The WS method is a random graph generation model that produces graphs with the small world property. In short, given the desired number of nodes Ω and the mean degree K, we first construct a K-regular ring lattice, by connecting each node to its K neighbours, on one side only. Next, for every node i, we take all edges and rewire them with a given probability pε[0, 1]. Rewiring is carried out by replacing the target node, with one of the other nodes, say j, selected with a uniform probability, and avoiding self-loops (i≠j) and link duplication. Therefore, the mean number of rewired links is ΩKp. The rewiring is directed: we do not impose a symmetric edge that goes from the selected target node j, back to the starting site i. Small world networks are found for intermediate values of p. Link duplication is avoided here, so that the effects of the directed network (which we wish to demonstrate) are not confused with effects of a weighted network.
We also implement a variation of this strategy, the so-called NW algorithm. In this case, all of the original links in the directed lattice are preserved and extra links are added. As before, we start from a substrate K-regular ring made of Ω nodes. To make connection with the WS route, the algorithm is designed to add, on average, ΩKp long-range directed links, in addition to the links due to the regular lattice35,37. Again pε[0, 1] is a probability to be chosen by the user. The NW algorithm can be modified so as to result in a balanced network (identical number of incoming and outgoing links, per node). To this end, the inclusion of a long-range link starting from node i is followed by the insertion of a fixed number (3 is our arbitrary choice) of additional links to form a loop that closes on i.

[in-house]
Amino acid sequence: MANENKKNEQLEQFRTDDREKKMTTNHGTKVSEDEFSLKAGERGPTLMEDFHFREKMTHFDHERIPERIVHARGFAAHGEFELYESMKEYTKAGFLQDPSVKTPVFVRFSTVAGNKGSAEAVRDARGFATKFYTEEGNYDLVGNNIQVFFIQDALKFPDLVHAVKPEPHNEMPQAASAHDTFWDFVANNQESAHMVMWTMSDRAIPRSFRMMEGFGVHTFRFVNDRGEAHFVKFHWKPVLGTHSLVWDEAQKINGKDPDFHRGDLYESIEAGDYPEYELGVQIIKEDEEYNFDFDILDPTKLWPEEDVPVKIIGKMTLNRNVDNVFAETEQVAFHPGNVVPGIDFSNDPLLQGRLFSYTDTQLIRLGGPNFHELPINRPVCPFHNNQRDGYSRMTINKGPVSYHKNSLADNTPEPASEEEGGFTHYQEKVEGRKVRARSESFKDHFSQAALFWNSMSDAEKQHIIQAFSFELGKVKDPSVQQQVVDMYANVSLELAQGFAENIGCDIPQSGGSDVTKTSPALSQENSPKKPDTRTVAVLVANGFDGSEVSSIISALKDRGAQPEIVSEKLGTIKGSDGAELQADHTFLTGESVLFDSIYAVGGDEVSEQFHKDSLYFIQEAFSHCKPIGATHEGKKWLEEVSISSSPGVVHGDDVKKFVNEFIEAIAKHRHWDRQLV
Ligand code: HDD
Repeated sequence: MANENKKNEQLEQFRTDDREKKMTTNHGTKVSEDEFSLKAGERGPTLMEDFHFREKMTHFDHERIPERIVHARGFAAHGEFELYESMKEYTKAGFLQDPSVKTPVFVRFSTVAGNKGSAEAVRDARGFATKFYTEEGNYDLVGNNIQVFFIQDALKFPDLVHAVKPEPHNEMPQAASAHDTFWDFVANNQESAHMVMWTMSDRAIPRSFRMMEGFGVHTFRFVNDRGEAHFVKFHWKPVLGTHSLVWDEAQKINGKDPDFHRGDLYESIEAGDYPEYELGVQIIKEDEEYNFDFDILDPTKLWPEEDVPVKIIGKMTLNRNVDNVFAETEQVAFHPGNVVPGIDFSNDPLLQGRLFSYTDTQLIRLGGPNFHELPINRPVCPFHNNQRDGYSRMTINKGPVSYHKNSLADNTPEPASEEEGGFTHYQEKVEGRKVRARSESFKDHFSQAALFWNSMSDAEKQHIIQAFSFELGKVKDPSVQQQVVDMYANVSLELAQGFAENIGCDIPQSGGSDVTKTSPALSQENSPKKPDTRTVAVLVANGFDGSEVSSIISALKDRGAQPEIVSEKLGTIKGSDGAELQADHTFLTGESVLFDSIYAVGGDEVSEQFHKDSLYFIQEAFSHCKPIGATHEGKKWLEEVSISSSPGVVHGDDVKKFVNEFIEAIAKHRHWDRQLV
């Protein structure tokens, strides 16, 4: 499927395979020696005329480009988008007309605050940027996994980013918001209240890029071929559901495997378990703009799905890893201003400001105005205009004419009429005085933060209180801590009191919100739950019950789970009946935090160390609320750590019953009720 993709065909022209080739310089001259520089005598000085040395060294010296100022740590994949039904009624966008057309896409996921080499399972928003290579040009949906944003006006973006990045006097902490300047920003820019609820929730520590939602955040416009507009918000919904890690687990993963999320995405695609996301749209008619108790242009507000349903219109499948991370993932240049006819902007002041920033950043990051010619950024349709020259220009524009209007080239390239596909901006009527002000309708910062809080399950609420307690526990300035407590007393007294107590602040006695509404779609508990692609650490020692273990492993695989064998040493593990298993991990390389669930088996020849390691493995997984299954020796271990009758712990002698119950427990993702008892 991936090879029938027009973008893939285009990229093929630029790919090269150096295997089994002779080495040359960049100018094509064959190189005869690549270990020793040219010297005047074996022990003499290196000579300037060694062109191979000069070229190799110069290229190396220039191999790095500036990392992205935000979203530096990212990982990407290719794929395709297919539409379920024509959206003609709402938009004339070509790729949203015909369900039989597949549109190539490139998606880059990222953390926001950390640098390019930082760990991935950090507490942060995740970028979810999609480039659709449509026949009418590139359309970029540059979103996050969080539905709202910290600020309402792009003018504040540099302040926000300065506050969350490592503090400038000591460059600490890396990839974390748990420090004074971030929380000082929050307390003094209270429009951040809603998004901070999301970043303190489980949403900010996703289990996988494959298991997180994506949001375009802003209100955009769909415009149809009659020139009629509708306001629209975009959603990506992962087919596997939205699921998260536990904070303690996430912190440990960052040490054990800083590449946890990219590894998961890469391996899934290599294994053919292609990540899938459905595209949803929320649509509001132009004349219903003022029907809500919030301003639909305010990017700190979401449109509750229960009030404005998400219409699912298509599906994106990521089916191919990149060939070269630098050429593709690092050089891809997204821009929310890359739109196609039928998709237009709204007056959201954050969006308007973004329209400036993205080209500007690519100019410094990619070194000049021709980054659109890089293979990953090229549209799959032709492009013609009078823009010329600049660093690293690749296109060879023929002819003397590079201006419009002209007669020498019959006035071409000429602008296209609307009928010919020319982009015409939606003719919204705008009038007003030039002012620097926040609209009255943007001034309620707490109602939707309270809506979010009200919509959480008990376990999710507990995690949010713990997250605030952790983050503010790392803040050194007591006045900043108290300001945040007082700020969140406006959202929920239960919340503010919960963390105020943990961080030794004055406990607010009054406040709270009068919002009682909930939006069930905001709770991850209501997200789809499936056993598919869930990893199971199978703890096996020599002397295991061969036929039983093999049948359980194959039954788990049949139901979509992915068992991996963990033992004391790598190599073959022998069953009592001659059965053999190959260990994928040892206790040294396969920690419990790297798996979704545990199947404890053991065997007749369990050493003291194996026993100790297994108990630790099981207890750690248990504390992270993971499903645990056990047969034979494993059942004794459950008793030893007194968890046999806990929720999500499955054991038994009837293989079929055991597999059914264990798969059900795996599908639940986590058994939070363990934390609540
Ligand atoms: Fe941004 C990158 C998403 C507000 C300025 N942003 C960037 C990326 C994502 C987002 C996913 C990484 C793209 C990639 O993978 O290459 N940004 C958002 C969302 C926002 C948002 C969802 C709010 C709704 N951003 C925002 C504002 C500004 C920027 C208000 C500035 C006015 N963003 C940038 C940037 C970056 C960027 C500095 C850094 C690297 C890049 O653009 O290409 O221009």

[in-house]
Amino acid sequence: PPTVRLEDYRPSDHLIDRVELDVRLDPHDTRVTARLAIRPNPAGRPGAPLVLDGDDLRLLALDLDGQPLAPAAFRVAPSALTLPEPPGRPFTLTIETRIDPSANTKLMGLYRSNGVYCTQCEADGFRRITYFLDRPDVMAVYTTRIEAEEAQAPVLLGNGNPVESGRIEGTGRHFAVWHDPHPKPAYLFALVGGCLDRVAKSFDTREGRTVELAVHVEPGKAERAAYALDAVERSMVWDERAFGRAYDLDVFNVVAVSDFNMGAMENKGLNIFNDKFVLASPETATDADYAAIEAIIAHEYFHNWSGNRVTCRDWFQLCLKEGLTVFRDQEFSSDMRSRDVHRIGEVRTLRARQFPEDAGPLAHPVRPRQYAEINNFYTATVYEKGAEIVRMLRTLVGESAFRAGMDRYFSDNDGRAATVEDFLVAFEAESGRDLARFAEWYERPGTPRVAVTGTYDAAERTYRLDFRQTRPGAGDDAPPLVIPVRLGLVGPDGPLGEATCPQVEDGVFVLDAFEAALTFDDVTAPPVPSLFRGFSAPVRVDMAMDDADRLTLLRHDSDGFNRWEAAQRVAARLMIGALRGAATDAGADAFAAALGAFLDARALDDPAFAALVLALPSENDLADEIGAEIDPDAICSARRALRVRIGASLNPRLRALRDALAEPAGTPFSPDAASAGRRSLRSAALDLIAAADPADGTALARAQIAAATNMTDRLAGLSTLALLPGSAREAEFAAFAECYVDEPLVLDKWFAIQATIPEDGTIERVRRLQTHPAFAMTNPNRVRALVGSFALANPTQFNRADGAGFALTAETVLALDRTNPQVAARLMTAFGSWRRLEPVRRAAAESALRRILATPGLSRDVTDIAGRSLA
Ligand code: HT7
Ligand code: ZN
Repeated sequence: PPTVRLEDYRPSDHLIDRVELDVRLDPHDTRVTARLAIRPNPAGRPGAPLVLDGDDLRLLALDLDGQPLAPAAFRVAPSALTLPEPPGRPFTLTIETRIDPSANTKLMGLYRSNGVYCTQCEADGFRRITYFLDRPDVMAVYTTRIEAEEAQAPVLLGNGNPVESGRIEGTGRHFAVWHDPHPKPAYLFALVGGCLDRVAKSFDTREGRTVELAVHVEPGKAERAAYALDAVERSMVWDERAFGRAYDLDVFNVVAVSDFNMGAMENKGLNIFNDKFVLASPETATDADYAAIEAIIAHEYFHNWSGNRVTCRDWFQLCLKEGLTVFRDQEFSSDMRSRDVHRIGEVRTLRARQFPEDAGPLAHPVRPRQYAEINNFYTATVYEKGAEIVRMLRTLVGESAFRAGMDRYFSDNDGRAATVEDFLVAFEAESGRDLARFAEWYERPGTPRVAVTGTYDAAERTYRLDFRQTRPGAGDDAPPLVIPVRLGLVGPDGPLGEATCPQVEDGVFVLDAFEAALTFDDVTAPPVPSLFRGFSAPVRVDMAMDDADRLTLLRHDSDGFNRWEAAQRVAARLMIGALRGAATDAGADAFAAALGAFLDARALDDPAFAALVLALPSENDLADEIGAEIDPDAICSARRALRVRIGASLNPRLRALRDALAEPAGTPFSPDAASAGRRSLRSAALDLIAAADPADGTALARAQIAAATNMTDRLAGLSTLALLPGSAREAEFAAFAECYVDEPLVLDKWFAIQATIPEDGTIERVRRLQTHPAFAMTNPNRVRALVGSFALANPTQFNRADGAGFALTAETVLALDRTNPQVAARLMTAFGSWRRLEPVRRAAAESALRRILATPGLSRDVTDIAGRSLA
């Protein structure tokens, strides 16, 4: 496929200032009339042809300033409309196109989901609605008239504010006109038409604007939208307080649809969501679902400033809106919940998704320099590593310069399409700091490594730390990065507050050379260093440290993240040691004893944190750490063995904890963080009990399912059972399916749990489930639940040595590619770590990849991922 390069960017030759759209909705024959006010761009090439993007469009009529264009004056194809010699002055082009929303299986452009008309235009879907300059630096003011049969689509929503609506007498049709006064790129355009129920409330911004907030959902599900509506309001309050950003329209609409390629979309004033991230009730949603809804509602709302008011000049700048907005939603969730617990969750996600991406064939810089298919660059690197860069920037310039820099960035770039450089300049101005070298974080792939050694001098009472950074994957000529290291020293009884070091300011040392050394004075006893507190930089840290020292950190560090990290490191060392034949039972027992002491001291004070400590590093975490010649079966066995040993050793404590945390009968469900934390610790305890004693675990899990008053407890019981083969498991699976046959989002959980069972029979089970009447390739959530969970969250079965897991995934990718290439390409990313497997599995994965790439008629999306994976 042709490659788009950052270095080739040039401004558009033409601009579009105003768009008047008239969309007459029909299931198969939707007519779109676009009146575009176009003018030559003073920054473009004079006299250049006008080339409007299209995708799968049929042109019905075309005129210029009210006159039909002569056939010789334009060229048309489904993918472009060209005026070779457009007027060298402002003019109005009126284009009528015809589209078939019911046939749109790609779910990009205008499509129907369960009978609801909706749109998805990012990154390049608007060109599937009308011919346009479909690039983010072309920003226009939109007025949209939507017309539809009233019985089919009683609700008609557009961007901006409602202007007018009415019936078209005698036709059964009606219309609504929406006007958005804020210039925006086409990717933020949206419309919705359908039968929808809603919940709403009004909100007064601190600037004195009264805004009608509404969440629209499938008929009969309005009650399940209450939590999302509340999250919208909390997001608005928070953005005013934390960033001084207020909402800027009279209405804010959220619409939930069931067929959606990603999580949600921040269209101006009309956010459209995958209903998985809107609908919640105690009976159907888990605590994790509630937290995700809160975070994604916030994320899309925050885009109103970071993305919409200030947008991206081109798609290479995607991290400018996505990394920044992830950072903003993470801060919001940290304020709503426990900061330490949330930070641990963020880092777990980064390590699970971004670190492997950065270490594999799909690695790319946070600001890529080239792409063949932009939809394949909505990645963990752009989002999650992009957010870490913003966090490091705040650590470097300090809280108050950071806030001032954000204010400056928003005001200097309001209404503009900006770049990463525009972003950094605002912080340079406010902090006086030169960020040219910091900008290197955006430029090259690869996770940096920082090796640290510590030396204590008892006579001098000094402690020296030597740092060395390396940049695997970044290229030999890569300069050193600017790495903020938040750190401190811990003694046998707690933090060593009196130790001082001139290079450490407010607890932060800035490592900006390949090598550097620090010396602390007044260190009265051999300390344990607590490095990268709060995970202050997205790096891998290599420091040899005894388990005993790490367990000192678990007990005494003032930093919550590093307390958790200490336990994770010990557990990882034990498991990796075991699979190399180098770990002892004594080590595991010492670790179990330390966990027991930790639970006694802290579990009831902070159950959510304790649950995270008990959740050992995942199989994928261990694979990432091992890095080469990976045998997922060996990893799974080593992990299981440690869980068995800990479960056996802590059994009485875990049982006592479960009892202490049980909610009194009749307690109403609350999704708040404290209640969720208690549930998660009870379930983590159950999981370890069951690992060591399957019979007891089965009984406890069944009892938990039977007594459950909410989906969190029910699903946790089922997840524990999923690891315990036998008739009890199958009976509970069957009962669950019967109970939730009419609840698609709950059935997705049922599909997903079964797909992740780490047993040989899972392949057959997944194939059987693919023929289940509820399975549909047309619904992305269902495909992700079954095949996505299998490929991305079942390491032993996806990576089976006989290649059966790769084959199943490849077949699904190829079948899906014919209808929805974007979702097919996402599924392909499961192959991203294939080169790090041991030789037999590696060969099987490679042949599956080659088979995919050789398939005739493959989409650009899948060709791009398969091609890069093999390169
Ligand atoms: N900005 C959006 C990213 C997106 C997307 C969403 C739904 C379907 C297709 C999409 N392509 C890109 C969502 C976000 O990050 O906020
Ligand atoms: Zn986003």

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The research leading to these results has received funding from the European Union Seventh Framework Programme (FP7/2007-2013) under grant agreement no. 604102 (Human Brain Project).
The authors declare no competing financial interests.
Supplementary Figures 1-8, Supplementary Methods and Supplementary References (PDF 2212 kb)
This movie shows the evolution of the pattern for the Brusselator model on a Newman-Watts network with 100 nodes with p = 0.27 starting from the homogenous fixed point ⬜* = 1. The model parameters are: b = 9, c = 30, D□ = 1 and Dψ = 7. The vertical axis represents the magnitude of species ⬜ and the horizontal axis the corresponding node. (AVI 5468 kb)
This movie shows the travelling wave on a Newman-Watts network with 100 nodes for the FitzHugh-Nagumo model. The model parameters are: a = 0.5, b = 0.04, c = 26, Du = 0.2 and Dv = 15. The vertical axis represents the magnitude of species ⬜ and the horizontal axis the corresponding node. (AVI 5251 kb)
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Asllani, M., Challenger, J., Pavone, F. et al. The theory of pattern formation on directed networks. Nat Commun 5, 4517 (2014). https://doi.org/10.1038/ncomms5517